A Data Analysis and Dashboard Showcase with Microsoft Excel
This post is about a showcase. Don’t expect too much. I will not provide a detailed how-to tutorial. All you can learn from this post is that you should not toss Excel as a matter of principle, when you have to create Business Intelligence tools and dashboards. Agreed, Excel has its limitations especially with regards to the access to larger external databases. And Excel’s chart engine has some limitations as well. Nevertheless Excel provides the flexibility to create compelling and professional dashboards.
Recently a Lithuanian company invited me to conduct a training to their marketing department. The focus of this training shall be on how to create Excel models including dashboards and visualizations made to stick. I haven’t done trainings for quite a while, but I do remember that the perfect start for a training is a demonstration of what it will be about and what the participants will be able to do afterwards. Therefore I created a showcase based on the Lithuanian Census 2001.
“The Lithuanian Census of 2001? Really? Isn’t that data by far outdated?”
Sure, but this doesn’t matter. This post is not about the data, it is about the possibilities of Microsoft Excel. I am convinced you can easily imagine how much value a dashboard like this could add to your daily business, if you would use this model for analyzing your customer base, sales figures, revenues and so forth.
Here is a screenshot of the dashboard:
Looks interesting? Download the file:
The dashboard is divided into 3 main sections:
- Drill-down section – the user input interface
(top of the dashboard)
- Slicing and dicing of the displayed data by selecting dimensions from drop-down-lists
- Context-sensitive drop-downs for the economic activities. The list of subcategories always corresponds with the selected main category.
- Visualization part I – the country-wide results – all counties at a glance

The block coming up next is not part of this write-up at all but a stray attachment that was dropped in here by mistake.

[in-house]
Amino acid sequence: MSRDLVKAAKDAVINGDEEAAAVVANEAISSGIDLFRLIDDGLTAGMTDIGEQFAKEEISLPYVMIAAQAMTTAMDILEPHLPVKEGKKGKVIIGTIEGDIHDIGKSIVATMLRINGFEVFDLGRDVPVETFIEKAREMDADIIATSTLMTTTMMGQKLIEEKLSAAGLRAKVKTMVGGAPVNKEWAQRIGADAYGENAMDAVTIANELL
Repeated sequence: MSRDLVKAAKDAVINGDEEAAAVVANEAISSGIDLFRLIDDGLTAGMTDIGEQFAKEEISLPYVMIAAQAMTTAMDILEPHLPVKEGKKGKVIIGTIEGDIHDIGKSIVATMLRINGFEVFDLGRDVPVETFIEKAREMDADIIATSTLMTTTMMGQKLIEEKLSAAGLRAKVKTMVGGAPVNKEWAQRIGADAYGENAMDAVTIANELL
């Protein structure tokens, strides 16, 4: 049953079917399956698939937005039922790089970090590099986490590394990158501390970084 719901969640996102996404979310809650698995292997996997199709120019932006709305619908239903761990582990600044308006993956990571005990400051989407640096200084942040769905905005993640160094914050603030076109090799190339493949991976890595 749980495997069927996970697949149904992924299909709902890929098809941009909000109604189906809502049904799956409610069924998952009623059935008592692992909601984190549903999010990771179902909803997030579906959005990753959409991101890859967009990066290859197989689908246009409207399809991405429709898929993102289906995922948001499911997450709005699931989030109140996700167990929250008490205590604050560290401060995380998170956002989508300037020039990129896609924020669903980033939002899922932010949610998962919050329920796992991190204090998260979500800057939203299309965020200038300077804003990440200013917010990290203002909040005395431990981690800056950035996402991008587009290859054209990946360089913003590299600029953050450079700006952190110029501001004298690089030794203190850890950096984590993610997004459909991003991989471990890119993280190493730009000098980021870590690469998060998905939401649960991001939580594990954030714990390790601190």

(left part of the dashboard)
- A heatmap of Lithuania by county visualizes the geographical distribution of the data by flood-filling: the higher the value the darker the fill color and vice versa.
- The corresponding sorted bar chart below the heatmap shows the results for all counties and allows a direct comparison.
- The red border color on the map and the red bar highlight the selected county (if any, see below).
- The radio buttons on top let the user toggle between the absolute numbers and the numbers relative to the total population of the counties.
- Visualization part II – the results for a selected county or Lithuania in total
(right part of the dashboard)
- The drop-down-list on top of this part of the dashboard can be used for selecting one county or Lithuania in total.
- A structured table and bar chart visualizes the distribution of all economic activities by category and subcategory.
- The tornado chart shows the population pyramid by gender.
- The pie charts provide a quick overview about the distribution of gender and area type.
- The dimensions selected for drill-down (if any) are highlighted in red on all 4 charts. Thereby the user is able to immediately identify the values selected for drill-down.
This model has been realized with nothing else than Microsoft Excel. No add-in or other additional software needed. Just plain old Excel with a couple of lines of VBA-code and some advanced Excel features and tricks:
- Combo boxes and option buttons to handle the user inputs and drill-downs and create a convenient user-experience
- A simple one line VBA procedure in combination with a named range and a CHOOSE function to provide the context sensitivity regarding the drop-down-lists for category and subcategory of the economic activity
- Array formulas to consolidate the data according to the user inputs (slicing and dicing)
- A small VBA routine and a color assignment table to flood-fill the heatmap according to the displayed data
- Combination of tables and charts to save real estate on the dashboard and to maximize the amount of information displayed
- A simple, but effective way of sorting with formulas to provide the sorted bar chart (distribution by county)
- Charts with dummy series to highlight the selected county and the selected dimensions in red
- A simple chart hack to create the tornado chart for visualizing the population pyramid by age bucket
I agree, all this requires advanced Excel skills. As mentioned above, I will not provide a detailed tutorial for all these techniques. But every single one of them has already been described somewhere on the internet. This proves that generally everybody is able to build a dashboard like this with Microsoft Excel.